“We’ve been testing SCiQ in Texas since September 2017, and just started pilots in New York and Pennsylvania. Having real-time visibility of in-stocks has already helped us to minimize out-of-stocks to support sales growth.”—Mark Hagen, Senior Category Manager, 7-Eleven
Advancing lottery retail with the new business intelligence available from SCiQ® is a key driver for the next stage of growth in lottery games. Lottery instant games are the biggest consumer product category on the planet—bigger than the music and movie industry combined. Retail sales of instants topped $50 billion in the U.S. and $87.5 billion worldwide this year.
The instant product category continues to be the growth catalyst for every lottery in the U.S. and abroad. Engaging retailers in the operation and management of instant games to drive sustained growth is more vital to a lottery’s profits and returns to beneficiaries than ever before.
“The sheer magnitude of the instant product’s revenue potential if sold the right way makes the retailer the most important part of the lottery ecosystem. The lottery retailer—whether a major chain location or a mom and pop shop—is the last touch point before the game reaches the consumer,” said Randall Lex, VP Retail Solutions, Lottery for Scientific Games, who works with retailers throughout the U.S.
Lex said the store environment, merchandising, clerks and more all play a critical role in whether a consumer will make the choice to purchase and play a lottery instant game. And it’s getting more complicated.
With the ongoing expansion of convenience retail, retailer mergers and acquisitions that seem to be happening every week, and the introduction of new technology within store operations, it’s critical that the lottery product category be more accessible, convenient and attractive to consumers.
It’s no secret that retailers don’t manage instant games the same way they manage on-demand draw games, which do not have the same operational and management challenges as merchandised “on the shelf” products. Retailers manage instant products more defensively because of necessary unit level tracking, anticipated internal shrink (which can range from 1% to 2% of total gross sales), and numerous out-of-stocks that can cause lotteries millions in lost sales opportunities.
“Lottery sales reps have the knowledge and understanding of best practices to encourage their retailers to act, but no data to really understand what is happening at retail from hour-to-hour let alone day-to-day or quantify the loss by not exercising the tactics they bring,” explained Lex.
In recent years, the growth strategy for many lotteries is increasing instant game price points up to $30—and in some cases up to $50. What’s next?
“Data is paramount to any business succeeding or growing and the lottery industry is lacking the visibility of the business intelligence associated with the instant games product category,” said Lex. “With gaming competition increasing, now is the time to focus on where consumers are putting their game entertainment dollars and to completely understand the lottery instant product market basket, the out-of-stock impact, and how to streamline retailer operations.”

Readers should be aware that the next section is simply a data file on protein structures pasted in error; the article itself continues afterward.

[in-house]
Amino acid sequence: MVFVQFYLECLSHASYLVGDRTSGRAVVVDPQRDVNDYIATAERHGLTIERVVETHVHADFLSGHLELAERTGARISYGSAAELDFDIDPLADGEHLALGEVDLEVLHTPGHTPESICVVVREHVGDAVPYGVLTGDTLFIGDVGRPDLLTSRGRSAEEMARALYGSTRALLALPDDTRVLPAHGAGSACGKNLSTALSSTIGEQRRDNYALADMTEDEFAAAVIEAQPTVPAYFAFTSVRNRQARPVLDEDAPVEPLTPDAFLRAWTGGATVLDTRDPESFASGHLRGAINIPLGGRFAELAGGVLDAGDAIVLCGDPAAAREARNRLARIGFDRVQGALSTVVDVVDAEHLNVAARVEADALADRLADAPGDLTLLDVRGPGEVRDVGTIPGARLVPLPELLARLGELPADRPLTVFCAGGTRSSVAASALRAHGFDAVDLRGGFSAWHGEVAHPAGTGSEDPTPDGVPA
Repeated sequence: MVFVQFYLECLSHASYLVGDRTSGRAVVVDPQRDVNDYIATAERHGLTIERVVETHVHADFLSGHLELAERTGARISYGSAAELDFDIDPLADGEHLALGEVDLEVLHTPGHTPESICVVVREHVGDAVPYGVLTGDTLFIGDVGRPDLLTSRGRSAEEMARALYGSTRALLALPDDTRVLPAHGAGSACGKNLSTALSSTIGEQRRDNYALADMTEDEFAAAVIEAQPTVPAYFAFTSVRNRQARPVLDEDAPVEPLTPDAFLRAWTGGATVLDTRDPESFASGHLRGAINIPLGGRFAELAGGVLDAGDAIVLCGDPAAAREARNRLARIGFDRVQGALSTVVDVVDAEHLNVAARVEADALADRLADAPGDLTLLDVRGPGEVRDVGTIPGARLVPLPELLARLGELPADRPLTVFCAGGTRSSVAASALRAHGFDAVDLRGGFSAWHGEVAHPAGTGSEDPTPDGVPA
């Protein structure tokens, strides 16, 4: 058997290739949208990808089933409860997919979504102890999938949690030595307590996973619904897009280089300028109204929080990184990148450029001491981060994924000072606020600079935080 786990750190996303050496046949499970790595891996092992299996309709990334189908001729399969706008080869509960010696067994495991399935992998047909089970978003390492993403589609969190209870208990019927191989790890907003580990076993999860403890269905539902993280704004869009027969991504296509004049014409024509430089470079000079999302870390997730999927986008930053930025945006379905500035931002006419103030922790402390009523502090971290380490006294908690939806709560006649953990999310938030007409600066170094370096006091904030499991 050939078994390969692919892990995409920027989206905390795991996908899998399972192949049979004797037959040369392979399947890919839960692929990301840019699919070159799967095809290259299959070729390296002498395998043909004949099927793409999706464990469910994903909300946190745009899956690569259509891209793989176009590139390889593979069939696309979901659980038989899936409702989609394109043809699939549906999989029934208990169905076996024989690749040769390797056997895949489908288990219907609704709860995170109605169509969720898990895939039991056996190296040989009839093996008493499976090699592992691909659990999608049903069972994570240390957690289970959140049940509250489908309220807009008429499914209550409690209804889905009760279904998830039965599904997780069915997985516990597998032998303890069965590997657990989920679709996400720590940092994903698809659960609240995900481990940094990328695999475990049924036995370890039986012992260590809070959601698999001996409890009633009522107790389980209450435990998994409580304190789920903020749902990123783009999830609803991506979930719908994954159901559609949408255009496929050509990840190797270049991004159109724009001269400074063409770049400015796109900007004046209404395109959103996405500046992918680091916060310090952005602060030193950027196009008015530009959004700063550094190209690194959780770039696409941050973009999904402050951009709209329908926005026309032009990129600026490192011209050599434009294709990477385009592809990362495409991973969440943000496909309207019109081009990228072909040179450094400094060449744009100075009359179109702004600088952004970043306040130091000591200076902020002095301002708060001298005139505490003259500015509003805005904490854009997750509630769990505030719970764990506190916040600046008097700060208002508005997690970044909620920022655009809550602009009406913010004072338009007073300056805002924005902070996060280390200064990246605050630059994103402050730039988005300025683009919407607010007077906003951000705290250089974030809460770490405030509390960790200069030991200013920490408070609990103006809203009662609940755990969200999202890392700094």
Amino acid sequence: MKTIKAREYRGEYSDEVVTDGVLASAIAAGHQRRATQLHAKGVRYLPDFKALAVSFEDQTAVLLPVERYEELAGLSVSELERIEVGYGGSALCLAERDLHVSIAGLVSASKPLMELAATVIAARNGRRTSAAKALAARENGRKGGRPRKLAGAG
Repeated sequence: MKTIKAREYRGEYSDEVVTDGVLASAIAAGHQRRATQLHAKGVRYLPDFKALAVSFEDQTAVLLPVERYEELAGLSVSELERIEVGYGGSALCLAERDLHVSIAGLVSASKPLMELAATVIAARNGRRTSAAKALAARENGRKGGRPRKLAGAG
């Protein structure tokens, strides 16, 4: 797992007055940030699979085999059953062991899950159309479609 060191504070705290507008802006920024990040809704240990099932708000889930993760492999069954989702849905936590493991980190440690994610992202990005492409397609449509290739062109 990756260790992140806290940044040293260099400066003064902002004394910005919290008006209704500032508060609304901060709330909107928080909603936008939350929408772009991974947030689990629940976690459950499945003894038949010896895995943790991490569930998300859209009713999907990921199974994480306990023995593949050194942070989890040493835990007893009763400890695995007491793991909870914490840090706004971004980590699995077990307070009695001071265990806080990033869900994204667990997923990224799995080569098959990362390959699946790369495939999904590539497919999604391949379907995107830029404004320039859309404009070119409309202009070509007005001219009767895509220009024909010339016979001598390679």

Scientific Games’ goal with the SCiQ instant game retail technology pilots currently underway in nine U.S. states is to increase lottery retailers’ engagement, and shift their behaviors when it comes to managing the instant product in their stores. To date, intuitive SCiQ systems are operational at more than 60 stores with 1,500+ facings. A new 300-store rollout in Ohio is scheduled.
“SCiQ is an intelligent instant game ecosystem that is proving to engage retailers, shift their behaviors with lottery products, and provide more retail business intelligence than we’ve ever had with just the push of a button,” shared Lex. “Sales reports and dashboards with insights at a high level or at a multitude of very granular levels are available in seconds.”
To sell instant games using the SCiQ system, the retail sales associate simply selects the games the customer wants to purchase through the digital ordering screen, dispenses the games with the touch of a button, and gives the games to the customer. SCiQ automatically tracks every unit, providing both retailers and lotteries greater visibility into instant game sales in real-time.
For consumers, SCiQ brings the ease and convenience of mobile technology to retail lottery purchases. The ecosystem has user-friendly features that, depending on the options selected, can further speed the purchase process and even allow customers the option to advance-order games before arriving at the store.
Many retailers and lotteries are evaluating SCiQ to better understand its impact on the operation of selling and managing instant products, as well as assessing the data it generates from unit level tracking to in-stock performance and out-of-stocks.
“Introducing technology to manage the instant game product at retail is a paradigm move from years of manual management. Changing this requires a ramp-up of training, support, and learning,” explained Lex. “And as with any new technology, there’s a curve to get all stakeholders aligned and understand the best strategies for driving forward with the new business intelligence available with SCiQ.”